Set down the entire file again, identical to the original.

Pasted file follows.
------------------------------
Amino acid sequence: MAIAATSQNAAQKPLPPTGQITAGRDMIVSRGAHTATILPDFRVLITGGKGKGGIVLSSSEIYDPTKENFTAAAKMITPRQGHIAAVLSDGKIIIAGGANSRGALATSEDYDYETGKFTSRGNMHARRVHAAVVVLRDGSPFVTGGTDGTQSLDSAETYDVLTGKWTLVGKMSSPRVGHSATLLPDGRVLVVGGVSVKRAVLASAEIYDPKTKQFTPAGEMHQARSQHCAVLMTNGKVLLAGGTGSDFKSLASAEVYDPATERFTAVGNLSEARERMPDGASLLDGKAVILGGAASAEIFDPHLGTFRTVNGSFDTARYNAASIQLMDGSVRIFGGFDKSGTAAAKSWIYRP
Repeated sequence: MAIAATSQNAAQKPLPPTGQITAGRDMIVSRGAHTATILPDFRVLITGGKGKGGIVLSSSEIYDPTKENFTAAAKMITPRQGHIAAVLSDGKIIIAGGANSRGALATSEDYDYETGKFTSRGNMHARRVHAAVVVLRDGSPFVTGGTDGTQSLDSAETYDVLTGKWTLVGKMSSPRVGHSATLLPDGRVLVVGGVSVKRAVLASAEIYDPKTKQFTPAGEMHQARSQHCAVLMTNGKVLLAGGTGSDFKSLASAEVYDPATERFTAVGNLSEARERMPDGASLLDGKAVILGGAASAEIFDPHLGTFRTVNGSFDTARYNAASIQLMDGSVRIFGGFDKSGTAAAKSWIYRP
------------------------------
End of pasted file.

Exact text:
Amino acid sequence: MAIAATSQNAAQKPLPPTGQITAGRDMIVSRGAHTATILPDFRVLITGGKGKGGIVLSSSEIYDPTKENFTAAAKMITPRQGHIAAVLSDGKIIIAGGANSRGALATSEDYDYETGKFTSRGNMHARRVHAAVVVLRDGSPFVTGGTDGTQSLDSAETYDVLTGKWTLVGKMSSPRVGHSATLLPDGRVLVVGGVSVKRAVLASAEIYDPKTKQFTPAGEMHQARSQHCAVLMTNGKVLLAGGTGSDFKSLASAEVYDPATERFTAVGNLSEARERMPDGASLLDGKAVILGGAASAEIFDPHLGTFRTVNGSFDTARYNAASIQLMDGSVRIFGGFDKSGTAAAKSWIYRP
Repeated sequence: MAIAATSQNAAQKPLPPTGQITAGRDMIVSRGAHTATILPDFRVLITGGKGKGGIVLSSSEIYDPTKENFTAAAKMITPRQGHIAAVLSDGKIIIAGGANSRGALATSEDYDYETGKFTSRGNMHARRVHAAVVVLRDGSPFVTGGTDGTQSLDSAETYDVLTGKWTLVGKMSSPRVGHSATLLPDGRVLVVGGVSVKRAVLASAEIYDPKTKQFTPAGEMHQARSQHCAVLMTNGKVLLAGGTGSDFKSLASAEVYDPATERFTAVGNLSEARERMPDGASLLDGKAVILGGAASAEIFDPHLGTFRTVNGSFDTARYNAASIQLMDGSVRIFGGFDKSGTAAAKSWIYRP